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       gfortran - GNU Fortran compiler


       gfortran [-c|-S|-E]
                [-g] [-pg] [-Olevel]
                [-Wwarn...] [-pedantic]
                [-Idir...] [-Ldir...]
                [-Dmacro[=defn]...] [-Umacro]
                [-foption...]        [-mmachine-option...]
                [-o outfile] infile...

       Only the most useful options are listed here; see below for the


       The gfortran command supports all the options supported by the gcc
       command.  Only options specific to GNU Fortran are documented here.

       All GCC and GNU Fortran options are accepted both by gfortran and by
       gcc (as well as any other drivers built at the same time, such as g++),
       since adding GNU Fortran to the GCC distribution enables acceptance of
       GNU Fortran options by all of the relevant drivers.

       In some cases, options have positive and negative forms; the negative
       form of -ffoo would be -fno-foo.  This manual documents only one of
       these two forms, whichever one is not the default.


       Here is a summary of all the options specific to GNU Fortran, grouped
       by type.  Explanations are in the following sections.

       Fortran Language Options
           -fall-intrinsics  -ffree-form  -fno-fixed-form -fdollar-ok
           -fimplicit-none  -fmax-identifier-length -std=std -fd-lines-as-code
           -fd-lines-as-comments -ffixed-line-length-n
           -ffixed-line-length-none -ffree-line-length-n
           -ffree-line-length-none -fdefault-double-8  -fdefault-integer-8
           -fdefault-real-8 -fcray-pointer  -fopenmp  -fno-range-check
           -fbackslash -fmodule-private

       Error and Warning Options
           -fmax-errors=n -fsyntax-only  -pedantic  -pedantic-errors -Wall
           -Waliasing  -Wampersand  -Wcharacter-truncation  -Wconversion
           -Wimplicit-interface  -Wline-truncation  -Wnonstd-intrinsics
           -Wsurprising -Wno-tabs  -Wunderflow -Wunused-parameter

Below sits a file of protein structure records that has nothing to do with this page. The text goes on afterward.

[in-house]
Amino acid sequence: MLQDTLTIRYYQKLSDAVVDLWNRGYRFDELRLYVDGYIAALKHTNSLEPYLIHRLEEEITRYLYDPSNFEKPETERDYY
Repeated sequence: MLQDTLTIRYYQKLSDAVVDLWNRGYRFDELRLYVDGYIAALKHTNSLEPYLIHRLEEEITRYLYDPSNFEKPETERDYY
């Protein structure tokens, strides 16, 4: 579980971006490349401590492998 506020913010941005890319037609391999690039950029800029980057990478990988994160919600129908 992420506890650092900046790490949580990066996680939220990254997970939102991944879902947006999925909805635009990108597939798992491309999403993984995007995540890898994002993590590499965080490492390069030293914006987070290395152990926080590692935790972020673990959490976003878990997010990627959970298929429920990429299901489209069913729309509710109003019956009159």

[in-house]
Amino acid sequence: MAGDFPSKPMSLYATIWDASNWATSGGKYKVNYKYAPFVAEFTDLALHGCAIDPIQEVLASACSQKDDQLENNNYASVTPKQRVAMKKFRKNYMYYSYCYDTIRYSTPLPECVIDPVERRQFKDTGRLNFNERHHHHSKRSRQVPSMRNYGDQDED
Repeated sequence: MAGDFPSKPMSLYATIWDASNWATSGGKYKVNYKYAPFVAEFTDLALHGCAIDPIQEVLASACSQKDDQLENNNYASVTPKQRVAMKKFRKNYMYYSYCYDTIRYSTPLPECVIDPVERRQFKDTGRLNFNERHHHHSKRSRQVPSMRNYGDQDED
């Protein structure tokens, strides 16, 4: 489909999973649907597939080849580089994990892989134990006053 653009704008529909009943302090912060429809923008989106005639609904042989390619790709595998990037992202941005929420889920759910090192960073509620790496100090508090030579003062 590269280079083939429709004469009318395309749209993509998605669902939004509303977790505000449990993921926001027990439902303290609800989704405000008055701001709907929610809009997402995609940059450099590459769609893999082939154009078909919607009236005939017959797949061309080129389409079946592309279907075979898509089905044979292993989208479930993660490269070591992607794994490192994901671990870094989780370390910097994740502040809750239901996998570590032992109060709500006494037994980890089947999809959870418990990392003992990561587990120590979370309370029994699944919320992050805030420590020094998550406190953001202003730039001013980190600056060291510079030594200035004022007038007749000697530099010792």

Debugging Options
           -fdump-parse-tree  -ffpe-trap=list -fdump-core -fbacktrace

       Directory Options
           -Idir  -Jdir  -Mdir  -fintrinsic-modules-path dir

       Link Options

       Runtime Options
           -fconvert=conversion  -frecord-marker=length
           -fmax-subrecord-length=length  -fsign-zero

       Code Generation Options
           -fno-automatic  -ff2c  -fno-underscoring -fsecond-underscore
           -fbounds-check  -fmax-stack-var-size=n -fpack-derived
           -frepack-arrays  -fshort-enums  -fexternal-blas
           -fblas-matmul-limit=n -frecursive -finit-local-zero
           -finit-integer=n -finit-real=<zero|inf|-inf|nan>
           -finit-logical=<true|false> -finit-character=n

   Options controlling Fortran dialect
       The following options control the details of the Fortran dialect
       accepted by the compiler:

           Specify the layout used by the source file.  The free form layout
           was introduced in Fortran 90.  Fixed form was traditionally used in
           older Fortran programs.  When neither option is specified, the
           source form is determined by the file extension.

           Accept all of the intrinsic procedures provided in libgfortran
           without regard to the setting of -std.  In particular, this option
           can be quite useful with -std=f95.  Additionally, gfortran will
           ignore -Wnonstd-intrinsics.

           Enable special treatment for lines beginning with "d" or "D" in
           fixed form sources.  If the -fd-lines-as-code option is given they
           are treated as if the first column contained a blank.  If the
           -fd-lines-as-comments option is given, they are treated as comment

           Set the "DOUBLE PRECISION" type to an 8 byte wide type.

           Set the default integer and logical types to an 8 byte wide type.
           Do nothing if this is already the default.

           Set the default real type to an 8 byte wide type.  Do nothing if
           this is already the default.

           Allow $ as a valid character in a symbol name.

           Change the interpretation of backslashes in string literals from a
           single backslash character to "C-style" escape characters.  The
           following combinations are expanded \a, \b, \f, \n, \r, \t, \v, \,
           and \0 to the ASCII characters alert, backspace, form feed,
           newline, carriage return, horizontal tab, vertical tab, backslash,
           and NUL, respectively.  All other combinations of a character
           preceded by \ are unexpanded.

           Set the default accessibility of module entities to "PRIVATE".
           Use-associated entities will not be accessible unless they are
           explicitly declared as "PUBLIC".

           Set column after which characters are ignored in typical fixed-form
           lines in the source file, and through which spaces are assumed (as
           if padded to that length) after the ends of short fixed-form lines.